By 9 p.m., Hall said that the fire had been contained. By 10 p.m., firefighters were aiming their hoses at the mill wall facing Main Street, hoping to keep the wall from collapsing onto the power lines below.
In 2003, the town sold tax title to the 2.6-acre property for $1 to Mill Conversions, LLC of Woonsocket. Work had not yet begun, but $80,000 has been spent on clean up. James R. Alarie, a manager for Mill Conversions, was there last night. He sat grim-faced watching the flames, but said the company would move forward with the condo project.
Some local officials had already expressed concerns that the company would not develop the entire property, after it requested permission to subdivide the land and develop six condos in a building next to the main structure that burned Wednesday. That building survived the fire. The day of the fire, a Mill Conversions representative had met with Town Manager Wolfgang Bauer, who asked the company to place money in an escrow account to pay for the potential demolition of the mill and the construction of a riverside park, in case the company abandoned the project.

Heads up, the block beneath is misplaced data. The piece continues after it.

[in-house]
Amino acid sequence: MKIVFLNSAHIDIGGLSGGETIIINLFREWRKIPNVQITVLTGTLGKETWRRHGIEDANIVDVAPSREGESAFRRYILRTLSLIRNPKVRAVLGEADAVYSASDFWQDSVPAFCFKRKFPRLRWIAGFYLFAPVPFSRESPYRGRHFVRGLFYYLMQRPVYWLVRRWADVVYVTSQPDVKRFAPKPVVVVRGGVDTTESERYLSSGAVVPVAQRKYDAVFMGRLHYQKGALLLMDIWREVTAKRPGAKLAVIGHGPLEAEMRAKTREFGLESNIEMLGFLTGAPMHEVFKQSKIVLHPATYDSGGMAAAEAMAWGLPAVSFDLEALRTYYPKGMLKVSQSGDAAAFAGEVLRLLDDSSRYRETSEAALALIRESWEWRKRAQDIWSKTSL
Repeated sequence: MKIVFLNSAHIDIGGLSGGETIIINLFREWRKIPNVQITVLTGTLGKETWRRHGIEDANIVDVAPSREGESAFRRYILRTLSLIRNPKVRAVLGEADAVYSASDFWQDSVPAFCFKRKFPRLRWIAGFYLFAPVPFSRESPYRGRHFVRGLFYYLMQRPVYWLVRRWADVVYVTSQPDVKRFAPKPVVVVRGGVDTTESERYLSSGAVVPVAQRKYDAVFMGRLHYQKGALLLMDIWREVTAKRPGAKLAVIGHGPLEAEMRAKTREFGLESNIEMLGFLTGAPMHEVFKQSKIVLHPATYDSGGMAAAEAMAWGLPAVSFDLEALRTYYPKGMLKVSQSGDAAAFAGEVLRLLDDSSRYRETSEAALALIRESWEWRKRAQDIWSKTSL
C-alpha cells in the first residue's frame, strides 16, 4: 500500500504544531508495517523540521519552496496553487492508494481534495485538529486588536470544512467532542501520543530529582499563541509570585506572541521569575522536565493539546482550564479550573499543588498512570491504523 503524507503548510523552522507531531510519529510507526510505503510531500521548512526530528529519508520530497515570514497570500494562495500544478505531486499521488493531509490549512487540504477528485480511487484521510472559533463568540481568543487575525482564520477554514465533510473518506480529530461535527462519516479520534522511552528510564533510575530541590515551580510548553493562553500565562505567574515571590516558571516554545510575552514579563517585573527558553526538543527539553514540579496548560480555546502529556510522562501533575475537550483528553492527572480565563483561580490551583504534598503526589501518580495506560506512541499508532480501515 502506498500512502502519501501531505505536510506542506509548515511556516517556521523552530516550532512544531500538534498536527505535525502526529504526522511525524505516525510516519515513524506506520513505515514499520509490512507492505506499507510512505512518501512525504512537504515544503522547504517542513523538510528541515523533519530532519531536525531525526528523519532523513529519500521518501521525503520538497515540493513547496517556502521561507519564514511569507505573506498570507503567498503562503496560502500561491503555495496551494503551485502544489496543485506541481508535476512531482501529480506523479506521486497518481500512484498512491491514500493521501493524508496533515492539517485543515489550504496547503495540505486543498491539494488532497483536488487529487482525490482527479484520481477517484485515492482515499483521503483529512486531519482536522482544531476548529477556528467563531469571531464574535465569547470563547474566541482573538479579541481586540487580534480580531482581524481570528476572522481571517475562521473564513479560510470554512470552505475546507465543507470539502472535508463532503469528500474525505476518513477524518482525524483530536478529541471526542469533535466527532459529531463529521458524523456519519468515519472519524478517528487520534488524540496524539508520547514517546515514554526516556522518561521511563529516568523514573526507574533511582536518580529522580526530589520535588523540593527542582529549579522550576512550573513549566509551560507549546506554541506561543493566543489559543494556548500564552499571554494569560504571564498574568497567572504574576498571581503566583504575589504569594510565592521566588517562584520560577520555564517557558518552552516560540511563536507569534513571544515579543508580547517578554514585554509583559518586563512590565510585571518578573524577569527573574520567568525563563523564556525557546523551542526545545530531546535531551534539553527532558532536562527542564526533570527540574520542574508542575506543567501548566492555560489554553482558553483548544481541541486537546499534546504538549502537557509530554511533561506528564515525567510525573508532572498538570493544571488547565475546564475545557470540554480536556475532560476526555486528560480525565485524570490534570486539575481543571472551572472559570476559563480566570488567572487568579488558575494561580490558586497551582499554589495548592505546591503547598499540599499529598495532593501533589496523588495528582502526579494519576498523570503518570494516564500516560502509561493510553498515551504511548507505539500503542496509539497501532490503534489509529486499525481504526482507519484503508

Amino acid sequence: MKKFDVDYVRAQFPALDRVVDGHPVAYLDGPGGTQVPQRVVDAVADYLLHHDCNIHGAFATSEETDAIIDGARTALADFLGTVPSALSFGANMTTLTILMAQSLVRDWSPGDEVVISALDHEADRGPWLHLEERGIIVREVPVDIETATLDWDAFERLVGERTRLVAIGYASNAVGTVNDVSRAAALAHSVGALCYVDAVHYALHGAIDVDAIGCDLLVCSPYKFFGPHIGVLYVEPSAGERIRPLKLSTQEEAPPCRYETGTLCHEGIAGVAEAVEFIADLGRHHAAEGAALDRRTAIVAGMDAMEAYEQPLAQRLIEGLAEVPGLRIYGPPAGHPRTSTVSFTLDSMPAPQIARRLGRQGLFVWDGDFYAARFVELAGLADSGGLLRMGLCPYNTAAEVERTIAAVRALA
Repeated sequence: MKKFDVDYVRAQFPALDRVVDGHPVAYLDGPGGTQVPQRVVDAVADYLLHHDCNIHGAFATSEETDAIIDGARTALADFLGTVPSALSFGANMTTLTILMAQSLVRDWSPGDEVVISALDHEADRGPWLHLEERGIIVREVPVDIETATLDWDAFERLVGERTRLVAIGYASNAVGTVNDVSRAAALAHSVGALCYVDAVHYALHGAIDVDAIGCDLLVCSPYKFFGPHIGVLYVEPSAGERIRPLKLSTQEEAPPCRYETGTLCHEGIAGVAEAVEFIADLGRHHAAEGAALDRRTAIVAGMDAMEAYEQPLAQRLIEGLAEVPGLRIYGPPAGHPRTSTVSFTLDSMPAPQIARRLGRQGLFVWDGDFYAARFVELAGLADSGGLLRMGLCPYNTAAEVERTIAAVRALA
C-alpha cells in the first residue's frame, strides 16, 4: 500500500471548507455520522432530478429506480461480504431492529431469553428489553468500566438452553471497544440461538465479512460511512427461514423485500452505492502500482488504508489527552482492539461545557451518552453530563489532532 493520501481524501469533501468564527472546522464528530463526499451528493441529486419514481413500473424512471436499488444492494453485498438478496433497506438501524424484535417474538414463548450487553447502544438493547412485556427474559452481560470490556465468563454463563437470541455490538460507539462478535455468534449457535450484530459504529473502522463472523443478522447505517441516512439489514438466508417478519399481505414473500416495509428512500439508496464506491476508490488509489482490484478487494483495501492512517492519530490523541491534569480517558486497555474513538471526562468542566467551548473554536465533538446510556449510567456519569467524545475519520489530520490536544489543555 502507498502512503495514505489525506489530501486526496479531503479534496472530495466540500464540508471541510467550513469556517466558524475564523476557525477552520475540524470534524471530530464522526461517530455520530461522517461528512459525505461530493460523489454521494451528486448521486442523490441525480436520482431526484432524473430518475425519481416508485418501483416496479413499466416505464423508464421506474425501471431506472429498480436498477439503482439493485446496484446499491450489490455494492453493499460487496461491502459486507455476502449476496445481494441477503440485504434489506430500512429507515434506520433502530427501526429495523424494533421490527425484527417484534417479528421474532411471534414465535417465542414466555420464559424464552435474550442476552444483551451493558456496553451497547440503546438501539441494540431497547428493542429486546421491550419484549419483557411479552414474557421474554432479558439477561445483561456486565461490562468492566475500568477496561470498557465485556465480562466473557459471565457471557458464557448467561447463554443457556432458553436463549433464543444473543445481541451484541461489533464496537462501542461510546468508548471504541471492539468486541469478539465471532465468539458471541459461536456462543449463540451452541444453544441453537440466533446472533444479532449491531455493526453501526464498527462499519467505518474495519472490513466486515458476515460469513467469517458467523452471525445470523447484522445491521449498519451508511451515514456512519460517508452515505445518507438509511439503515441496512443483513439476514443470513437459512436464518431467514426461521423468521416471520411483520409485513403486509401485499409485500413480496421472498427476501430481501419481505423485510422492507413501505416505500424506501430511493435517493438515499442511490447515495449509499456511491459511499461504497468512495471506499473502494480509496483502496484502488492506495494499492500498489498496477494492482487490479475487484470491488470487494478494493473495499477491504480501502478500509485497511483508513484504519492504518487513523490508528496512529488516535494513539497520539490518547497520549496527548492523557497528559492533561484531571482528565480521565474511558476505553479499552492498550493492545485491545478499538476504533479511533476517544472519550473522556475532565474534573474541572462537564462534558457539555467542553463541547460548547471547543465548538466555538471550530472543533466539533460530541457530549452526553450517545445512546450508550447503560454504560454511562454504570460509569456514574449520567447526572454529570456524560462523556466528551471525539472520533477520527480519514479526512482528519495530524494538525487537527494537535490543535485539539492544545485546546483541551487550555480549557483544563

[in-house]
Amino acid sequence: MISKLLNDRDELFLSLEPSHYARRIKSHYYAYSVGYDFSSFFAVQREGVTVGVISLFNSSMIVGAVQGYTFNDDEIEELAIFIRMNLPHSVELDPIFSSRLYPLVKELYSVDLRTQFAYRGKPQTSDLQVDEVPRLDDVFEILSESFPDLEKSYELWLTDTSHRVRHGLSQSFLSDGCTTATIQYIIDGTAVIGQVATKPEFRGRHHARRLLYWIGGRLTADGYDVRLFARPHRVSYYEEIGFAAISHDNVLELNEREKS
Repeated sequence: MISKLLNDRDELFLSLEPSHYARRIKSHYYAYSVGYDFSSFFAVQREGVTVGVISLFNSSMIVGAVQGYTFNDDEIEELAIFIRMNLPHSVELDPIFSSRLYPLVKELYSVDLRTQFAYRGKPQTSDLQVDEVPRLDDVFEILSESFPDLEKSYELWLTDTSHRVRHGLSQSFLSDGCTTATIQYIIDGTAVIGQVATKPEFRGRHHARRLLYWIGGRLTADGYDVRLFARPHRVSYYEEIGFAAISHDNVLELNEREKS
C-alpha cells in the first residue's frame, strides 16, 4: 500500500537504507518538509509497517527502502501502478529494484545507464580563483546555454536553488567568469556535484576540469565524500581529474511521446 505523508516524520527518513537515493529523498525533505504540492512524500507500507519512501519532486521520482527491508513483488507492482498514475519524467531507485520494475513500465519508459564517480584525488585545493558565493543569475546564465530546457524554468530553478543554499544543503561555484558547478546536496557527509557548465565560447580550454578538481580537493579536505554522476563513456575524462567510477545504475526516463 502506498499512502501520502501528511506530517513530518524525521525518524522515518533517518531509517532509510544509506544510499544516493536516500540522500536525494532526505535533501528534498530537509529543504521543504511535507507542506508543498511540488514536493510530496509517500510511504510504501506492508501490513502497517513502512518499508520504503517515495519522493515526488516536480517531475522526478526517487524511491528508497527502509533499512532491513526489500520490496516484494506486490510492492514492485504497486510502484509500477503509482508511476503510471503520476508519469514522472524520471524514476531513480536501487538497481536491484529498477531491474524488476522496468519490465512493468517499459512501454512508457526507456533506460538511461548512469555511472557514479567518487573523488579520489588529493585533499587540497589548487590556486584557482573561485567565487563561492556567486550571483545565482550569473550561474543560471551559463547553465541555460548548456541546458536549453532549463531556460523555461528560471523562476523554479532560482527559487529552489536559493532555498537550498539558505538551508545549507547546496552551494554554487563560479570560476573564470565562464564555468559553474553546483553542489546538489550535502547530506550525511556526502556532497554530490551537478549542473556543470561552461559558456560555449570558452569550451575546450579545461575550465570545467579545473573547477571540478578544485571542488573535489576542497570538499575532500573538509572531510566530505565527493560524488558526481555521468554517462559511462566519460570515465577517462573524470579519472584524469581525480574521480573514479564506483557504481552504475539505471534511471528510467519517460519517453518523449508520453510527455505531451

Mill Conversions specializes in transforming old mills, as it did in a similar project in Woonsocket, where the company is based. In a letter proposing the Phenix Mill project, in 2003, Alarie emphasized that the company hoped to retain the mill’s original appearance.